Who would have thought you would become a memoirist, poet, and political columnist? You, who had such a long academic struggle. You, who could never read a book from cover to cover until fifth grade.

Looking through your report cards which your mother saved, first grade through college graduation, is proof of your struggle. You survived and moved on because of self- determination. When told by the headmaster of your private school that you were not college material, you told your parents that you were changing schools. Knowing that you had it in you to go to college, you found a school that would accept underachievers and help them succeed. At the end of high school, you beat all odds and went to college. Do you remember how happy those four years were?

With the help of an art instructor, you formed a group of students who helped you create a pottery program from scratch. Looking at your grades during those four years, you were not brilliant, but you did it. You were the first, with the exception of your father, to graduate from college! Years later you decided to go to Seminary, graduating in 2000 with a Master of Art’s in Theology. And today, I watch as you guide people in their spiritual journeys. Theological study has been a good addition to your resume.

As I have watched the journey, I see a keen curiosity, sometimes not understood by those around you. You are determined to achieve even in the face of a learning disability. No wonder learning was difficult. You continue to grow. You are an avid reader, always trying to catch up from the years of not reading. A stack of books always keeps you company by your chair in the family room. Most importantly, you have always encouraged your children in their educational goals. They all have their Master’s Degrees in Education.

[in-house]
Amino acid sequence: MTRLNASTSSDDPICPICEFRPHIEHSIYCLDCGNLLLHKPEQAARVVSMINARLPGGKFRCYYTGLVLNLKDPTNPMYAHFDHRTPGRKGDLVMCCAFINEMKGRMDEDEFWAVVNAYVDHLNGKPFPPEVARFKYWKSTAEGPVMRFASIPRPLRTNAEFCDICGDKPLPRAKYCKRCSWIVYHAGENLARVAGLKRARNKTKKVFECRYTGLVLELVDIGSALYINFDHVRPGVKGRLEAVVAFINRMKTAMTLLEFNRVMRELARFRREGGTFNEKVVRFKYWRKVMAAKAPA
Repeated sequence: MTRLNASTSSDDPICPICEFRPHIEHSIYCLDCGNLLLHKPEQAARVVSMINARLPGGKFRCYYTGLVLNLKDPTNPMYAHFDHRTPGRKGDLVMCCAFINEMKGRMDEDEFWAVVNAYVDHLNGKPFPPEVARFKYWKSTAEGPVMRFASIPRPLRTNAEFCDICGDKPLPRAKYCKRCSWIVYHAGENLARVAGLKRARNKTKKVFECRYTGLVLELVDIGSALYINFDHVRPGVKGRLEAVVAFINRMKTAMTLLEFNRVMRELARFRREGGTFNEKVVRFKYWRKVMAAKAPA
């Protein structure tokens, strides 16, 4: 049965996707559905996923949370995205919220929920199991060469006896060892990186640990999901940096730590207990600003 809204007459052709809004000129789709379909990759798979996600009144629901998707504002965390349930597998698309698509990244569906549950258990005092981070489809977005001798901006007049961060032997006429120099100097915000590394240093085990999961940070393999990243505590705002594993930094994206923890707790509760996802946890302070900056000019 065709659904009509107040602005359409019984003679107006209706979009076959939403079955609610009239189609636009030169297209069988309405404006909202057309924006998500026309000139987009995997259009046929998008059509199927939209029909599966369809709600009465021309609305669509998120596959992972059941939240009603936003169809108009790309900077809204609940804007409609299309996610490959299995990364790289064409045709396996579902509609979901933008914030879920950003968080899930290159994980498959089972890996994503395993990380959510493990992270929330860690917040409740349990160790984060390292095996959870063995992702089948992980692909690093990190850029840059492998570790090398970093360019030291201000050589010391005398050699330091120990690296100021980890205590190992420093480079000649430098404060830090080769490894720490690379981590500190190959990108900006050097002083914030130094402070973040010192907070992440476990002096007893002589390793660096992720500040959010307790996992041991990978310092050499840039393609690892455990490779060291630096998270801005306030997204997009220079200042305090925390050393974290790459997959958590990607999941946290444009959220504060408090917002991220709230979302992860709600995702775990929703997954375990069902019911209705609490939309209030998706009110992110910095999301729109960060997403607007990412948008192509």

As I said in the beginning, “Who would have thought you would become the outstanding writer you are today?” I congratulate you as you continue to learn and grow in your world of knowledge. You find possibility in what sometimes seems to be impossible. Please keep reading and writing.
Mary Perrin Scott

4 thoughts on “Dear Mary Perrin by Mary Perrin Scott

  1. Dear Mary, Your life achievements out shine mine but I too had the same negative comments about a college education. Like you I did go to college and the first in my family to have a college degree. I hope I have inspired people to go after their dreams no matter what. In 2017 you inspired me with a prayer circle outside Howe Lib when I was facing a cancer diagnosis alone. I can never thank you enough for your prayers. Miss the Howe Lib. Writers and our leader Paul, but I carry all of you with me in my heart.

  2. “You find possibility in what seems to be impossible.” This piece reveals how you have lived that mantra, for yourself and others. Brava!

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